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At my current workplace, the production SQL server and web servers are also used as development and test servers. I've asked for dedicated servers, but been refused as I can't justify it to satisfaction (the reasons against being cost of software, software licenses and hardware resources).

So, what justifications are there for a dedicated test/development server (a combined server at the moment - I don't want to push my luck and ask for 6 servers!)?

Summarised list

  • Resource usage
  • Prevention of errors
  • DR purposes

The list doesn't seem as extensive as I'd hoped.

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This is perhaps best suited for ServerFault no ? –  neuro Aug 11 '09 at 7:44
    
@neuro: I don't think so. Here is the right place. –  user151323 Aug 11 '09 at 7:49

8 Answers 8

Consider using Virtual Machines to reduce costs.

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We are using virtual machines (we do have spare resources, but they are allocated for DR purposes). –  user9659 Aug 11 '09 at 7:47

Well for starters the potential resources the production database has to use is restricted.

Also rogue/accidental developer SQL scripts could play havock with the production data.

Could there be issues with production data sensitivity? (eg personal data)

just a few to get started :)

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Try to calculate the cost of downtime if you take the production system down due to a mistake in development.

Try also to calculate the cost of slow response times in production if/when you are doing performance testing.

As a cost benefit the test/dev hardware can be used as a spare if something bad happens to the production hardware.

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Explain how often developer have fat-handed moments and hit enter too soon while editing statements starting...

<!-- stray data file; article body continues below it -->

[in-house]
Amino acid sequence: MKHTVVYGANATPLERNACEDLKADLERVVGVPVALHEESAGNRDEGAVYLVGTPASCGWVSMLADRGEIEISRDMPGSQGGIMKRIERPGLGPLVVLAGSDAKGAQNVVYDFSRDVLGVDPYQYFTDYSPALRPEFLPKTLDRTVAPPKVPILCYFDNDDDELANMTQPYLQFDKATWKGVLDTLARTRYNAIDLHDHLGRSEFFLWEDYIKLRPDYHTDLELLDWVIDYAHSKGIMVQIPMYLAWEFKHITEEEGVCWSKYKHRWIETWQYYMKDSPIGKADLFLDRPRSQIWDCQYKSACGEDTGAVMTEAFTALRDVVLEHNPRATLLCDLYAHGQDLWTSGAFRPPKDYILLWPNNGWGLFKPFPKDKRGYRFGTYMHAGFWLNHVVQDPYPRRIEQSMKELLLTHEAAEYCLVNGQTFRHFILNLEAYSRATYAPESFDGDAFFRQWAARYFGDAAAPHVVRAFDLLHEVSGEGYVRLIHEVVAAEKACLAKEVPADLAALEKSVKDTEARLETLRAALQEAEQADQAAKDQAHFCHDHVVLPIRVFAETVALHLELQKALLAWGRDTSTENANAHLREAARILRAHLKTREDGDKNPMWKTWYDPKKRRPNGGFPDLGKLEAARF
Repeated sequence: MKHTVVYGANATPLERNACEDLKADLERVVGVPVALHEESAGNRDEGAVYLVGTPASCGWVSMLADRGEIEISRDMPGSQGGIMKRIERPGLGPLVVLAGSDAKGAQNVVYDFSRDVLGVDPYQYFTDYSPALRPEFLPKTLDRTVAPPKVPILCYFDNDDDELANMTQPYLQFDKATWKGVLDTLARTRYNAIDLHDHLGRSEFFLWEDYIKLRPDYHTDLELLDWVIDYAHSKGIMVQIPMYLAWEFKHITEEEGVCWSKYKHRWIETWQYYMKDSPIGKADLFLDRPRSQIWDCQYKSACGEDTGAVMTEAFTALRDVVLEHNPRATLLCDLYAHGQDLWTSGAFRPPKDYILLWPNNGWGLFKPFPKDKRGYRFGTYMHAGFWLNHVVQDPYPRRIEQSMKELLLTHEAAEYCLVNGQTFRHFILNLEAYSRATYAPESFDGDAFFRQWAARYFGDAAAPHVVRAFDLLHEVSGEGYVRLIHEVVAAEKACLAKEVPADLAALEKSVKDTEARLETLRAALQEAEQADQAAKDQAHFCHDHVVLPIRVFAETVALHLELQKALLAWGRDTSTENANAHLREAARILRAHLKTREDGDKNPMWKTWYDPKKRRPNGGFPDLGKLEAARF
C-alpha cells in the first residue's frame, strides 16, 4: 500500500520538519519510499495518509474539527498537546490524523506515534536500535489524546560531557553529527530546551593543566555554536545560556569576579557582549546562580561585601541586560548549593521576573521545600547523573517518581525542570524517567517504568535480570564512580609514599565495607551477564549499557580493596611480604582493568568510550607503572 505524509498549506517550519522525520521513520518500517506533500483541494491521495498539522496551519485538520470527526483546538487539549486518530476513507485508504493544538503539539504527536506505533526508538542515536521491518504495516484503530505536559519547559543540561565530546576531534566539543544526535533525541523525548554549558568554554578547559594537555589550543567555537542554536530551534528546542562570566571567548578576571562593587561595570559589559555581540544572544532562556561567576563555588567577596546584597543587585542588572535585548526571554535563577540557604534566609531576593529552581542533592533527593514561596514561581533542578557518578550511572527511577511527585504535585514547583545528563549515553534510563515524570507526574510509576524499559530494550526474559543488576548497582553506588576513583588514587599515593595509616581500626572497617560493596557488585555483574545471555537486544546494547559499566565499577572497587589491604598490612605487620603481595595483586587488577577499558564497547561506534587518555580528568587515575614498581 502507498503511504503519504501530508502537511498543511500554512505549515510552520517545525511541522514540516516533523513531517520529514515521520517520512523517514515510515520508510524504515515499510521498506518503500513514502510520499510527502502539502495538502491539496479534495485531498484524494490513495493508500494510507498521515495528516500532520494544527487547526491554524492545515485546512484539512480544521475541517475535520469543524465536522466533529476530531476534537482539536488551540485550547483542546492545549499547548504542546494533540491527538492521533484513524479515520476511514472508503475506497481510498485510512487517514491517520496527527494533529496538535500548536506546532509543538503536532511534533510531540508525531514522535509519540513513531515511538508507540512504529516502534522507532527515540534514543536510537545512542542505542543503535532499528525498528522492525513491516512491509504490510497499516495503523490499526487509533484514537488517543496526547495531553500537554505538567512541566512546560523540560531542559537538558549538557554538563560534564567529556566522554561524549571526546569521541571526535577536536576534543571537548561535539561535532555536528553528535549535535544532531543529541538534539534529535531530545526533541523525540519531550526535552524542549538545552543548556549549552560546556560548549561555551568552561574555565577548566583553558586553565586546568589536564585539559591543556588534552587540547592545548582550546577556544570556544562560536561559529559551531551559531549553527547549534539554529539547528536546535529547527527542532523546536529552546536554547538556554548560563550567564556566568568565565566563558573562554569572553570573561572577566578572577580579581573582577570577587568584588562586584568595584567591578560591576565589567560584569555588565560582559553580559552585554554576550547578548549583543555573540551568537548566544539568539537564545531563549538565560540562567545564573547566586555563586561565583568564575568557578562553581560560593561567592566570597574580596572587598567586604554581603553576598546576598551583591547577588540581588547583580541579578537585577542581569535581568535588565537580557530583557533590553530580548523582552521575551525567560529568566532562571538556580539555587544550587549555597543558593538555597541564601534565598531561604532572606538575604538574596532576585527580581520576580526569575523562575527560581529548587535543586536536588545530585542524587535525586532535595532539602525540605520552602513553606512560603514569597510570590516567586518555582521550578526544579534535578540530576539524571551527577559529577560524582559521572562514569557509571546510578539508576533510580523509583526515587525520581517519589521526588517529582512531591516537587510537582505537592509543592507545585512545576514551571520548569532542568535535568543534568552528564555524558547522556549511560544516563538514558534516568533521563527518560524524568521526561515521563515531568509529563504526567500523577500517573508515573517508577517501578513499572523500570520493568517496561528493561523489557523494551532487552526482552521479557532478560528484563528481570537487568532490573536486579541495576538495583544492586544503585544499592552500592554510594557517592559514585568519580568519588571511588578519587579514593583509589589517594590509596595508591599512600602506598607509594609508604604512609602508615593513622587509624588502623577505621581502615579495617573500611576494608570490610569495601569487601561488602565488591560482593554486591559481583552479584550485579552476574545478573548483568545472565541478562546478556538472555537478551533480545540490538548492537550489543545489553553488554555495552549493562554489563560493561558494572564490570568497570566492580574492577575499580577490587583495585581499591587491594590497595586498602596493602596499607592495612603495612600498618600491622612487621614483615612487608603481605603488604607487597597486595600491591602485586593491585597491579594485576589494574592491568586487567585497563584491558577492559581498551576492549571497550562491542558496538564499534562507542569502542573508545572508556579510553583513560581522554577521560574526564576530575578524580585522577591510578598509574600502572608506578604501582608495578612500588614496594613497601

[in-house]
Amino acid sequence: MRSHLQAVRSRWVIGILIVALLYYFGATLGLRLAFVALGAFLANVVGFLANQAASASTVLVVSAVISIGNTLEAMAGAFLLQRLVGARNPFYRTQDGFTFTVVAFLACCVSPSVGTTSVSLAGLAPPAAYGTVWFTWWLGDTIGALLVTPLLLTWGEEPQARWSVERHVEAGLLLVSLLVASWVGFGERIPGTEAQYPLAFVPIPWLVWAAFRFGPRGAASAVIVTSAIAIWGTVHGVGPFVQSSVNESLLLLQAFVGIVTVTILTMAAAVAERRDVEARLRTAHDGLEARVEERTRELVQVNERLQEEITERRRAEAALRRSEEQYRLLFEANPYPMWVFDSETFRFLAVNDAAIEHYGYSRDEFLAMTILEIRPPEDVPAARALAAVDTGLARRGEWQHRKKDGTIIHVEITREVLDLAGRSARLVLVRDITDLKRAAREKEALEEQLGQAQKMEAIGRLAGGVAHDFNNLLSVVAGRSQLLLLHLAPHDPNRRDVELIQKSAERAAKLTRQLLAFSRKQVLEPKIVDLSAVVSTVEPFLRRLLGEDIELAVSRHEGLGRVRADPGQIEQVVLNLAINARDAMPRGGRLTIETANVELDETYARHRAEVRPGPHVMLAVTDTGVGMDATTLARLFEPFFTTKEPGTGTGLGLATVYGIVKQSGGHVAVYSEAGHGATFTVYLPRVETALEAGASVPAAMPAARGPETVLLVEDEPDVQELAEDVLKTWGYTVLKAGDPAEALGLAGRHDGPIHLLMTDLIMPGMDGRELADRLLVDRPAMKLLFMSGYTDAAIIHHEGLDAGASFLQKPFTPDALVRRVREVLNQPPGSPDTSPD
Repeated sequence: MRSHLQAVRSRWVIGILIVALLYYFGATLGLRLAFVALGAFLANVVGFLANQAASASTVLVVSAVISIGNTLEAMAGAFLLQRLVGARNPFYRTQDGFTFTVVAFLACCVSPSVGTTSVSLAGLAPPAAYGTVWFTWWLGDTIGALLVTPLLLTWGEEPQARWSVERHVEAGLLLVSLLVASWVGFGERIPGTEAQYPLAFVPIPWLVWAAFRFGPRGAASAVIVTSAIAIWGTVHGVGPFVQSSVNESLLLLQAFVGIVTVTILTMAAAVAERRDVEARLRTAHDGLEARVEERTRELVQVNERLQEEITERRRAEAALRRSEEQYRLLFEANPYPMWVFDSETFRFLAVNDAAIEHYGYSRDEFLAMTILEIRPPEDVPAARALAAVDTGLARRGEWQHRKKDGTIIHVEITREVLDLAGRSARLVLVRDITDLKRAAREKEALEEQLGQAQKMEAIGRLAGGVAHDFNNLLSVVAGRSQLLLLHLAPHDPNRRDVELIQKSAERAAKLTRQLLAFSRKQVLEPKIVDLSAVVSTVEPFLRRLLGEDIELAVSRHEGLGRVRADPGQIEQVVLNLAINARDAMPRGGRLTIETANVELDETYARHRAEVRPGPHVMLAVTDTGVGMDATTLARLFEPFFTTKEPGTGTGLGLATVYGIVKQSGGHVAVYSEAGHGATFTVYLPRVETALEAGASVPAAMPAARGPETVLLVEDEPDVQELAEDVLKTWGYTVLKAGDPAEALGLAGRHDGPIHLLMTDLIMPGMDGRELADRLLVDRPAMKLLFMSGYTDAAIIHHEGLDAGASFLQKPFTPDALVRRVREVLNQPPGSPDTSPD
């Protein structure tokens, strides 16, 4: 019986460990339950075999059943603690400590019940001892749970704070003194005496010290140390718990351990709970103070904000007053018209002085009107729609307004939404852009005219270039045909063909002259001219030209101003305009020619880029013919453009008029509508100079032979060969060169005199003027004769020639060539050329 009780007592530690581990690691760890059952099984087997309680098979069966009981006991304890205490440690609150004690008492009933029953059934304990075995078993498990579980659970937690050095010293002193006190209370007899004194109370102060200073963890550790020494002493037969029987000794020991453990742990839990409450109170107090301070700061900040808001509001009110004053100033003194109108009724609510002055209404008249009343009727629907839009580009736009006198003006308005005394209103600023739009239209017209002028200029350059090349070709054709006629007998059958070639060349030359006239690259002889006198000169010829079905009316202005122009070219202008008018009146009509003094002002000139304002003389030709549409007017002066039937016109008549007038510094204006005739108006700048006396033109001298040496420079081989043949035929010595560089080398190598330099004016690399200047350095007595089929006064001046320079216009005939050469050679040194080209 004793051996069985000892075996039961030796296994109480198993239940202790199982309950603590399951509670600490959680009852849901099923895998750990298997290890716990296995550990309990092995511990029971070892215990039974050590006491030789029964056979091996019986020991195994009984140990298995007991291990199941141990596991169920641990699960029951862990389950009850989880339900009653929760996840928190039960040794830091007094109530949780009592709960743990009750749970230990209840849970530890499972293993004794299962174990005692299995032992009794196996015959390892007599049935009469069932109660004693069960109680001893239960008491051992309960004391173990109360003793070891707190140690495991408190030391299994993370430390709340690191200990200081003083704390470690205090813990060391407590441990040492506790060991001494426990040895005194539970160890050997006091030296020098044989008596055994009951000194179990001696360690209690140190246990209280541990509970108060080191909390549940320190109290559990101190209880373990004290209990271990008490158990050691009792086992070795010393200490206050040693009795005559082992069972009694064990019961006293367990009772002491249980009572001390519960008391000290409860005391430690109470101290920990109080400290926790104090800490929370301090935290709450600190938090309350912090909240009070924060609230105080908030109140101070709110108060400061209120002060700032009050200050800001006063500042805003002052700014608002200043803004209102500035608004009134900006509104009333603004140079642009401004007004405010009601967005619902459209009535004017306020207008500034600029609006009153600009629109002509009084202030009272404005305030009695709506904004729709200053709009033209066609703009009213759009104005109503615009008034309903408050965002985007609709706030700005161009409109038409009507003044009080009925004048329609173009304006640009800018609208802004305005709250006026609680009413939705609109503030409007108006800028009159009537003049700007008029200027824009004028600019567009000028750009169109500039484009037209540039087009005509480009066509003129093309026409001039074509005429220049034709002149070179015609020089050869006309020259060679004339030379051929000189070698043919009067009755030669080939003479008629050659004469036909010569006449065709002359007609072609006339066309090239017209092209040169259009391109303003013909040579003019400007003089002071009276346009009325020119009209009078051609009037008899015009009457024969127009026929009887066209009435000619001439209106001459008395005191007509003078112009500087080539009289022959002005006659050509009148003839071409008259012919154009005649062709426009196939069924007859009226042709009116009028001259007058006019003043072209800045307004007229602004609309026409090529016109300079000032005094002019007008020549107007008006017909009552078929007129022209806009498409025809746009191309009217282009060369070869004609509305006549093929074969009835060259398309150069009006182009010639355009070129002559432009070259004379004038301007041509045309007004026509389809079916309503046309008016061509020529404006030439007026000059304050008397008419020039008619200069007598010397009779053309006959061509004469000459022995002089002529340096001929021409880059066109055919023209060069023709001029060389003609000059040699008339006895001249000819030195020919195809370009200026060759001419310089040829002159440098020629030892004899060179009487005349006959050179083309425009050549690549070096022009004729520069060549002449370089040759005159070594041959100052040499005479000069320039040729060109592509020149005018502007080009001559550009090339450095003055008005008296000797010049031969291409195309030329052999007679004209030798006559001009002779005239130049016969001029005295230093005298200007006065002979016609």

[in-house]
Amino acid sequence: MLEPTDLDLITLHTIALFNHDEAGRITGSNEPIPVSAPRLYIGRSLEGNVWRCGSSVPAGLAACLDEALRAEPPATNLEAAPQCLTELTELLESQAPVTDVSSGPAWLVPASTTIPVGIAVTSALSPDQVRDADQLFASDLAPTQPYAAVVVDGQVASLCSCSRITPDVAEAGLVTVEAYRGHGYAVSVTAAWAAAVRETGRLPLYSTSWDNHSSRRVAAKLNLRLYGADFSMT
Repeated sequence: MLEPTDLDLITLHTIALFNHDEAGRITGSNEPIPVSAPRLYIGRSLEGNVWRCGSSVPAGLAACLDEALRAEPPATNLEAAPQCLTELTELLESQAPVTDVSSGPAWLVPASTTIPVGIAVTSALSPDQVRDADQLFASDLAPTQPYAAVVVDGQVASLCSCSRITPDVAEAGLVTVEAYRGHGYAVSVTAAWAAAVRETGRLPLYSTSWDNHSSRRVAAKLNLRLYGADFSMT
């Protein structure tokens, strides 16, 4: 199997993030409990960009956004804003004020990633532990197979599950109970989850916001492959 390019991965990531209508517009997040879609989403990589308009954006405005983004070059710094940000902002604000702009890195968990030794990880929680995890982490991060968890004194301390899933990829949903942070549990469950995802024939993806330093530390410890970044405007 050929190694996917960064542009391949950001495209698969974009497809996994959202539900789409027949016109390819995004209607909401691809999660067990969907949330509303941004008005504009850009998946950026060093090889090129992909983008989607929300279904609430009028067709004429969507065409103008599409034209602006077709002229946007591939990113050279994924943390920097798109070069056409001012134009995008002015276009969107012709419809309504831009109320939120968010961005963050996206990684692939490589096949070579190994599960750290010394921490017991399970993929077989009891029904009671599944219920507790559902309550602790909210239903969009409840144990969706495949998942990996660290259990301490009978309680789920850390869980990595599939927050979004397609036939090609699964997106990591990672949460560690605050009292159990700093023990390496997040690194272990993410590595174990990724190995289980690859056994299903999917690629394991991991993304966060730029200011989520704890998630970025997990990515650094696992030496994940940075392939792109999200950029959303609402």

drop table...

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UPDATE veryImportantTable SET veryImportantField = '' WHERE 1 = 1 --TODO: make proper condition

This'd be reason enough for me. :)

I hope you have at least separate databases and are not developing on production data.

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Check the data protection act, and also look into PCI-DSS if you want to be really secure (Payment Card Industry Data Security Standard).

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I think it's livable to have a test-database on the same physical machine as your production DB. Performance is often not an issue (and assuming it's a multicore muchas memory machine, even if you do a heavy query on test, production will often not noticably slow down), and so long as the DB connections are separate, the chance of accidental damage is very very low.

As for a web-server, almost any machine can run one of those (apache is free, and even IIS is free for 10 simultaneous connections or fewer) - you could install a test web server on any old machine, configure it to use your test DB, and have a decent, low-cost solution.

'course a separate machine is "cleaner" - but the difference isn't huge.

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One strong argument is availability / reduce downtime / disaster recovery.

i.e. to have another machine on standby to replace the production machine should anything bad happen to it hardware-wise (e.g. disk controllers or motherboards or power supplies dying).

Ideally the additional machine should be identical to the production one so it can be swapped directly, or individual parts swapped in as required. They can also back each other up or have a local copy of their counterparts last backup so they can be restored from quickly.

Of course it depends on how critical uptime is to the business as to how much value they'll see it this. If you're able to roughly work out how much they'll lose in $ due to lost business with and without a 'hot spare' server and present your case from a $ saved viewpoint (hopefully a lot more than the cost of the server), they might go for it.

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